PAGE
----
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“I’ll Flag Him Down for You!”

English: Back View of Jane Austen, Watercolor

English:Jane Austen, Watercolor (Photo credit: Wikipedia)

When you’re my age and still single, sometimes your family thinks it’s necessary to make interventions. They mean well, I’m sure. But once in a while I find myself entangled in some hairbrained-scheme to set me up with a nice Chinese boy. Like the parents found in a Jane Austen novel, suburban Asian-American parents cannot relax until all their sons and daughters have been married off. With my older sister pregnant and due with a baby girl in September, I thought I was safe because my parents would have a grandchild soon and they would leave me alone. My complacency happened to be short-lived…

On Saturday night, my family was supposed to have dinner with another couple and the hostess of the Chinese restaurant. Mom wasn’t feeling well so she stayed home and missed out on all the craziness. Dad was running late because of work. Being an early bird, I lingered at the bar with the others. Dad still hadn’t arrived after a half an hour so we seated ourselves at a table in the corner. The restaurant was empty except for two other tables and the atmosphere was unusually quiet for a weekend.

Lucy watches Little Ricky's birthday party fro...

Lucy watches Little Ricky’s birthday party from the window ledge. (Photo credit: Wikipedia)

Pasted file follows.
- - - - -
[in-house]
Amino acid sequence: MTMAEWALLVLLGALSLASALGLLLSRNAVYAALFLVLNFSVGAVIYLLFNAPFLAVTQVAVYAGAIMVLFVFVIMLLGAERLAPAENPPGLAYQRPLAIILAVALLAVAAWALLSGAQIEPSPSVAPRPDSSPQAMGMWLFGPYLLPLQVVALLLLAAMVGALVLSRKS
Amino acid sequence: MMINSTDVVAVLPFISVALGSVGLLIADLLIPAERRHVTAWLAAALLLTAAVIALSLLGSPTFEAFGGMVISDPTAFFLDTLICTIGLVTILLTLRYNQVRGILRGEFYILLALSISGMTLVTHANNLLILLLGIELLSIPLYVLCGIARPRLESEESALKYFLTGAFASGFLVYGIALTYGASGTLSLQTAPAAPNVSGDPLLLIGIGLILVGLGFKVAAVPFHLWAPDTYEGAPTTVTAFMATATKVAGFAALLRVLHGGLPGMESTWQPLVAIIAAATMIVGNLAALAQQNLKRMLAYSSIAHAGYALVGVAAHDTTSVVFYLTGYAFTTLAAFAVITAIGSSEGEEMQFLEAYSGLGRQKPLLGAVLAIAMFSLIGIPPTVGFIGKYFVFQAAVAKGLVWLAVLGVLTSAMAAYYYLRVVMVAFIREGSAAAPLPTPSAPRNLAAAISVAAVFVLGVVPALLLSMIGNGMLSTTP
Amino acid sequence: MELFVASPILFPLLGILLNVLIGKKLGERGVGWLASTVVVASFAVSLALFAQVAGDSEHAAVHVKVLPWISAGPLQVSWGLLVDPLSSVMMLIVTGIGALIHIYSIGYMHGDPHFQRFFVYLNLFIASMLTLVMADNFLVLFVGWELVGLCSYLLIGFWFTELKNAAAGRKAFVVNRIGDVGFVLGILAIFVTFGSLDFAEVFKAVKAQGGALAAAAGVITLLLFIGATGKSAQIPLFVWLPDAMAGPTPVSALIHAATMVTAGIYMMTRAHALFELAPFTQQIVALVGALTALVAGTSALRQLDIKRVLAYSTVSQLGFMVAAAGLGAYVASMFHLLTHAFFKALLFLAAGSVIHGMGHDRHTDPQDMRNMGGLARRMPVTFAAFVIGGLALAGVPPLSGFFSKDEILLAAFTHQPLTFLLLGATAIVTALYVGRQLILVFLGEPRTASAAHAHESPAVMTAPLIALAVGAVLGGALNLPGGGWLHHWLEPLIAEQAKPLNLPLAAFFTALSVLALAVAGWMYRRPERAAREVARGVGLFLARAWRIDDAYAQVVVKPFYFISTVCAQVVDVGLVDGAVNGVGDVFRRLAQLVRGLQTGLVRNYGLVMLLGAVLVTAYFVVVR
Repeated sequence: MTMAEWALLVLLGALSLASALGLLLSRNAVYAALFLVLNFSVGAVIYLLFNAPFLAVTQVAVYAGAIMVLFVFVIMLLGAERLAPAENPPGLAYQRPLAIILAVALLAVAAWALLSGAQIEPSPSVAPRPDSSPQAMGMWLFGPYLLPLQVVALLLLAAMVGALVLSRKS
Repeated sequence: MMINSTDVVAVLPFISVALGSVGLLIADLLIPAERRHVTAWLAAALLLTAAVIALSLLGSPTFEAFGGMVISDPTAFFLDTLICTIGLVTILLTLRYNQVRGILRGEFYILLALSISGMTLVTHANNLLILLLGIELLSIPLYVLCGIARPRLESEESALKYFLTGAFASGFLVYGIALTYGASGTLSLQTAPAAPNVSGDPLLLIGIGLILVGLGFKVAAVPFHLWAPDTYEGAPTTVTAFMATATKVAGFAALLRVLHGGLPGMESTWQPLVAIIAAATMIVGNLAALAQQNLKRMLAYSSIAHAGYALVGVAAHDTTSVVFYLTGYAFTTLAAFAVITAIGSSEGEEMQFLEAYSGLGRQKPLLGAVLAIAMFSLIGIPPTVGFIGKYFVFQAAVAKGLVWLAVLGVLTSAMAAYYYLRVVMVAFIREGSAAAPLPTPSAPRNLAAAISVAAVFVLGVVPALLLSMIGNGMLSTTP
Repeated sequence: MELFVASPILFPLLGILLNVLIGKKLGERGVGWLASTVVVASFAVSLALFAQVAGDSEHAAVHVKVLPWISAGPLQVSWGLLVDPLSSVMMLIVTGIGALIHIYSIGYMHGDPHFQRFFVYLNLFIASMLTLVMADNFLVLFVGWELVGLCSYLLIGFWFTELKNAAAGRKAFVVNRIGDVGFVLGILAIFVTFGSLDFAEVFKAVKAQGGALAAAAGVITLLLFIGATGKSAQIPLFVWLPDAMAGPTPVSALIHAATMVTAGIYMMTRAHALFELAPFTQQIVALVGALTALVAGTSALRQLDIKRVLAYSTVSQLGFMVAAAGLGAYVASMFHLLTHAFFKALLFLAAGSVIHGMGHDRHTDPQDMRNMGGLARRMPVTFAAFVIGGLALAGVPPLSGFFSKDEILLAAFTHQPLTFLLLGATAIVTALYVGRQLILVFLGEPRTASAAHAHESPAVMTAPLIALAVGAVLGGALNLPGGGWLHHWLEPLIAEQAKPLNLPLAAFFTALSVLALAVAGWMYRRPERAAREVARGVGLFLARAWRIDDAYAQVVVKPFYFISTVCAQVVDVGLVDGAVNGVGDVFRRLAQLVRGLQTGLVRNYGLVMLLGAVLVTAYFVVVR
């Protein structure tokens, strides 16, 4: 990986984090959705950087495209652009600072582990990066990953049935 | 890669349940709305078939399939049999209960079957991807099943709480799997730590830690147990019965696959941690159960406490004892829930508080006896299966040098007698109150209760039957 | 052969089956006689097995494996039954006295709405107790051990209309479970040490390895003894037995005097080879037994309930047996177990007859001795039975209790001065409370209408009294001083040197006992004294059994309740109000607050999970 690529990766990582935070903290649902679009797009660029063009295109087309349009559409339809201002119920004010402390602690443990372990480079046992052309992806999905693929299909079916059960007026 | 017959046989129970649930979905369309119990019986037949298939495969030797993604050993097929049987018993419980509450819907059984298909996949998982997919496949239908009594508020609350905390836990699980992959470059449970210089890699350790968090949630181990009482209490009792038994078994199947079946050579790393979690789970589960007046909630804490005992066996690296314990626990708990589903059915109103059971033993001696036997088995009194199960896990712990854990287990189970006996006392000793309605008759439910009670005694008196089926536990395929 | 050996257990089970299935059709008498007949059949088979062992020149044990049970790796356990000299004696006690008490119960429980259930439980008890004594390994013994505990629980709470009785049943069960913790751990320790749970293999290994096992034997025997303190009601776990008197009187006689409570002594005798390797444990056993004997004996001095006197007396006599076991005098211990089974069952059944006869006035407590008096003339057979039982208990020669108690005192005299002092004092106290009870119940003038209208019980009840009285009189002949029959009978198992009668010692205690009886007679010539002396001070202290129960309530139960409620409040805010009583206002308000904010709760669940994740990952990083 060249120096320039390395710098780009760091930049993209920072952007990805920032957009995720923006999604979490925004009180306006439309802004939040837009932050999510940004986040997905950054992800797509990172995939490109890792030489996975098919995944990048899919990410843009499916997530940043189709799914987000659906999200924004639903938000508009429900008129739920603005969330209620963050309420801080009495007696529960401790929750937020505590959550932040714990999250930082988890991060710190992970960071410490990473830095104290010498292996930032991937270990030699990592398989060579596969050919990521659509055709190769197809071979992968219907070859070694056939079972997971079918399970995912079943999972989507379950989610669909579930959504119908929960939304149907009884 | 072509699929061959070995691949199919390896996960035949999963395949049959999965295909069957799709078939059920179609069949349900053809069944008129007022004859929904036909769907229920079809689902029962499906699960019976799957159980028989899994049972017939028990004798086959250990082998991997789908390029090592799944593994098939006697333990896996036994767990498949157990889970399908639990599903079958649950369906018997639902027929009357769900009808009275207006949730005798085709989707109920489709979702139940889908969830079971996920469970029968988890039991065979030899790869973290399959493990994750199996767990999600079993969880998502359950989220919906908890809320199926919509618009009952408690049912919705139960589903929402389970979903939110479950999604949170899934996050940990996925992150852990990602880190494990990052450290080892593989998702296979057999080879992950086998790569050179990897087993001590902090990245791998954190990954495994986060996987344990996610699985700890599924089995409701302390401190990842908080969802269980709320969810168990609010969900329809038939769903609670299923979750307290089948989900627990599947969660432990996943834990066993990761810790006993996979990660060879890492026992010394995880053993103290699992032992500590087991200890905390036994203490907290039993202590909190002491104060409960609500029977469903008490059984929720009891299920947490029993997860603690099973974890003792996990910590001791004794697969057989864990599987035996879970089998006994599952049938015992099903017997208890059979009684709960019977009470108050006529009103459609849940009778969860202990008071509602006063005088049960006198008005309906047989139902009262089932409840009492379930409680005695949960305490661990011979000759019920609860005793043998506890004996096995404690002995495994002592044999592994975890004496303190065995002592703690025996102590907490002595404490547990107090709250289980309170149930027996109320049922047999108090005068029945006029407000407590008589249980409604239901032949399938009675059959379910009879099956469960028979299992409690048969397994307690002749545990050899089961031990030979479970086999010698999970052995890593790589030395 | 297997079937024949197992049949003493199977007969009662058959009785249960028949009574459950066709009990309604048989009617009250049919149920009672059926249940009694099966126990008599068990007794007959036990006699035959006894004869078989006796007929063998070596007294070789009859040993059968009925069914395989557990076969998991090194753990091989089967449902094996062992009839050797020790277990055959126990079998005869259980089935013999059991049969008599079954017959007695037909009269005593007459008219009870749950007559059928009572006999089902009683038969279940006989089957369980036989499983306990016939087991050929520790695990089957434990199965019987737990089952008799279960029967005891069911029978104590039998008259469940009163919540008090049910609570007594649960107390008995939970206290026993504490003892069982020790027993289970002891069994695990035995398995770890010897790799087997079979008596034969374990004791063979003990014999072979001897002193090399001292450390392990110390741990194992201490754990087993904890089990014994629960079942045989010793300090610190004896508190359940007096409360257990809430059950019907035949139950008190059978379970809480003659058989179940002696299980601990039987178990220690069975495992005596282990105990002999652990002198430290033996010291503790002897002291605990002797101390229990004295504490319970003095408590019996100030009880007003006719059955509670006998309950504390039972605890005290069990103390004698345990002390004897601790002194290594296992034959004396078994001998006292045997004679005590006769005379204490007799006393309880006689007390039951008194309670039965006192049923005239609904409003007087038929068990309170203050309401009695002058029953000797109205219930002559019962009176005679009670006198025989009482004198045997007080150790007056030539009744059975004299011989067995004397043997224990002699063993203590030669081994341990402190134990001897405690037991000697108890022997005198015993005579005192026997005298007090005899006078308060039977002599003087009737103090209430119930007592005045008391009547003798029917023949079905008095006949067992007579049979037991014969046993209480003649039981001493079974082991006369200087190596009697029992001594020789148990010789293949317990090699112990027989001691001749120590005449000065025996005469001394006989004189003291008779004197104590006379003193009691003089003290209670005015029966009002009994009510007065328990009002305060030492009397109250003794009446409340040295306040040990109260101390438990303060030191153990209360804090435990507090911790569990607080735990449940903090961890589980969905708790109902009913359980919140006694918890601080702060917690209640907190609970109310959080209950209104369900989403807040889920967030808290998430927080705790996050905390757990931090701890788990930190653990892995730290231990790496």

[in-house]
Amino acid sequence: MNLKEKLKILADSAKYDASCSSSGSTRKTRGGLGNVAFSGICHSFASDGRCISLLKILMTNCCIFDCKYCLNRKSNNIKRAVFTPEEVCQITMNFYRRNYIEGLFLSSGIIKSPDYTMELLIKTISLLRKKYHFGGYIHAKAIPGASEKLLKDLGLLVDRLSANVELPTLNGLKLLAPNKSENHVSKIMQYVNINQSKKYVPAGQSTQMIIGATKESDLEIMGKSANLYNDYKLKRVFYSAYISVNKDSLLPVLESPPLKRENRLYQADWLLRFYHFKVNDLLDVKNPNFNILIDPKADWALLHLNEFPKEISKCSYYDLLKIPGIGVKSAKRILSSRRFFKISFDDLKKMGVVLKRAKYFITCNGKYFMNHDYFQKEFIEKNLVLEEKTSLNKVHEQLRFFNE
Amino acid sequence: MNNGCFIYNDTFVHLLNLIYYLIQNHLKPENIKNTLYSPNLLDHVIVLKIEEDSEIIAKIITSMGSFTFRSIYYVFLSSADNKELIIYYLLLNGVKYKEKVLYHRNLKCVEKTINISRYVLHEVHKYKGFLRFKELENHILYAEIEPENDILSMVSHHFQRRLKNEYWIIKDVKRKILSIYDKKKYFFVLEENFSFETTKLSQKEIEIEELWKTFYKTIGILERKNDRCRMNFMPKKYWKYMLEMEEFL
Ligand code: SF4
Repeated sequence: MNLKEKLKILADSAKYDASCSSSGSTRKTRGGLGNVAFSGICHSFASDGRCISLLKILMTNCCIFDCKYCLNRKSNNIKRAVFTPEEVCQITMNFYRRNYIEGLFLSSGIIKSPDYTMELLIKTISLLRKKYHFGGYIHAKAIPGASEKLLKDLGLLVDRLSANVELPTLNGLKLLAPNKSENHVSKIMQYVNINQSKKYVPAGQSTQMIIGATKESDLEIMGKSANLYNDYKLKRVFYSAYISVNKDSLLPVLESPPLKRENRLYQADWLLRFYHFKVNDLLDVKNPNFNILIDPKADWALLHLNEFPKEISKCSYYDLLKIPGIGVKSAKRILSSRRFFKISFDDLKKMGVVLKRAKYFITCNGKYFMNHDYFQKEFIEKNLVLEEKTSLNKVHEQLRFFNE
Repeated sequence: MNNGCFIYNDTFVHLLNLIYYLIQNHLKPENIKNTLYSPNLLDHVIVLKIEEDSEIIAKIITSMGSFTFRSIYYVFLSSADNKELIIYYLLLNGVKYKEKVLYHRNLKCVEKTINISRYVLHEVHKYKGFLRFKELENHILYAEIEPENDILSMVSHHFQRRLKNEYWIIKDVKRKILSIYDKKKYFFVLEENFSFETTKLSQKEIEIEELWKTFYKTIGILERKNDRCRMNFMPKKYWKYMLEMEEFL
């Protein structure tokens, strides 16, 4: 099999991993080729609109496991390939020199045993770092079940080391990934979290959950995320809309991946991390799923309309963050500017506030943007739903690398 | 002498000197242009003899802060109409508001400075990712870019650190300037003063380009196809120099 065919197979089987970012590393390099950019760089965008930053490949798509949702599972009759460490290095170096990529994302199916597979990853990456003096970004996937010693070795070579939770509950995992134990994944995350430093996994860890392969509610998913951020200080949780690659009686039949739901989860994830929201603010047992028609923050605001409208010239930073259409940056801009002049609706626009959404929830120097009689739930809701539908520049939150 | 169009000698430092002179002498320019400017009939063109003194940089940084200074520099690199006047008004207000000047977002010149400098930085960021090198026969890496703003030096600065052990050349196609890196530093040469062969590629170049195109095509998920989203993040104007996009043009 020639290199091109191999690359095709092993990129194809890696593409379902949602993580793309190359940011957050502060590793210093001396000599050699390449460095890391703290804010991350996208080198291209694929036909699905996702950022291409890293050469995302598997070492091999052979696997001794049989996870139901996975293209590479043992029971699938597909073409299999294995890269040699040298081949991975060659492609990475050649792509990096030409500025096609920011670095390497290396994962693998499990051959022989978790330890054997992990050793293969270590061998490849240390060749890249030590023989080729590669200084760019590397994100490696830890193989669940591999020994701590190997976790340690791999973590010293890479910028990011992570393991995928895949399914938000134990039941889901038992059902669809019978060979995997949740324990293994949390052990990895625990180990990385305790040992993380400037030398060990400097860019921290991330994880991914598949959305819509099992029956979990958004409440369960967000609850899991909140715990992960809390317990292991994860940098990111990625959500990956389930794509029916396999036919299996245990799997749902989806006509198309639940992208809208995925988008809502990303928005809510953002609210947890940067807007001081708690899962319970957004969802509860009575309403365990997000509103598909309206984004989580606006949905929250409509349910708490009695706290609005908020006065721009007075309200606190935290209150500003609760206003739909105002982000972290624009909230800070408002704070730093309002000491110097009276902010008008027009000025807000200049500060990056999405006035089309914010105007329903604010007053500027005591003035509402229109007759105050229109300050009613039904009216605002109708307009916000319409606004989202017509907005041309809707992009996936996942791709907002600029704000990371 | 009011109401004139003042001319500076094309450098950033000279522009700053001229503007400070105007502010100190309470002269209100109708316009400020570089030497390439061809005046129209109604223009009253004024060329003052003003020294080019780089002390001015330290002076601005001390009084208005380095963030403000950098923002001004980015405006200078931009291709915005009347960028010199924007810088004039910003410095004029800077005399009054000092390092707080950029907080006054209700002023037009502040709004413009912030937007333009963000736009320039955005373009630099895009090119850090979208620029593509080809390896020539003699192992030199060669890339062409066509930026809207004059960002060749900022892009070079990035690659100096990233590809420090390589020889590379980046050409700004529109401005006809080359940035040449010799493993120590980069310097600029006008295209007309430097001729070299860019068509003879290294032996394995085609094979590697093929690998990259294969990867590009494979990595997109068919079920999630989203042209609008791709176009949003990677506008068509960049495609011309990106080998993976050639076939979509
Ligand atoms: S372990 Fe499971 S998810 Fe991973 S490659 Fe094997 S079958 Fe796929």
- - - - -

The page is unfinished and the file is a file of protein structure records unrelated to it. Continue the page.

I was sitting beside the wife, a redhead who kind of looked like Lucille Ball. Take my word for it, the scheme she was about to hatch could have only been pulled off by Lucy Ricardo herself. Her husband, on the other hand, was a mild-mannered and soft-spoken man with a tendency to trail off onto tangents while speaking.

Lucy tells me to look at the table across from us. “Now there’s a handsome one,” she remarked. I scanned the table for someone of a marriageable age and the only one I could see was some skinny dude with an asymmetrical buzz cut. Him?! I was suprised by her unorthodox choice.

I was sitting with my back facing the wall and the hostess was blocking my view. I leaned over slightly and caught a glimpse of what I guessed was his better-looking brother. That makes more sense, I thought as I read the “mother-approved” stamp imprinted across his forehead.

I said, “Sure. He’s very handsome,” dismissing her comment as ordinary small talk. He was indeed very attractive. So what? The hostess was blocking my view of eye candy, and secondly, there’s something deeply unappealing about meeting a mate in this type of scenario. My people are here; his family is here.

Everyone must have heard the announcement. As if they had rehearsed it many times, they all simultaneously turn around to stare down the other table. Fortunately, there was no fighting. We were all peaceable folk and the other table did not perceive our odd behavior as aggression. But you could see the bewildered look on the grandma’s face at the other table as she turned to the grandpa, probably wondering why we were all looking at them.

Dad finally arrived and the appetizers were served. Things were going well. I was listening to her husband’s monologue on golfing, struggling to follow his train of thought, which is even more difficult when one knows absolutely nothing about golf.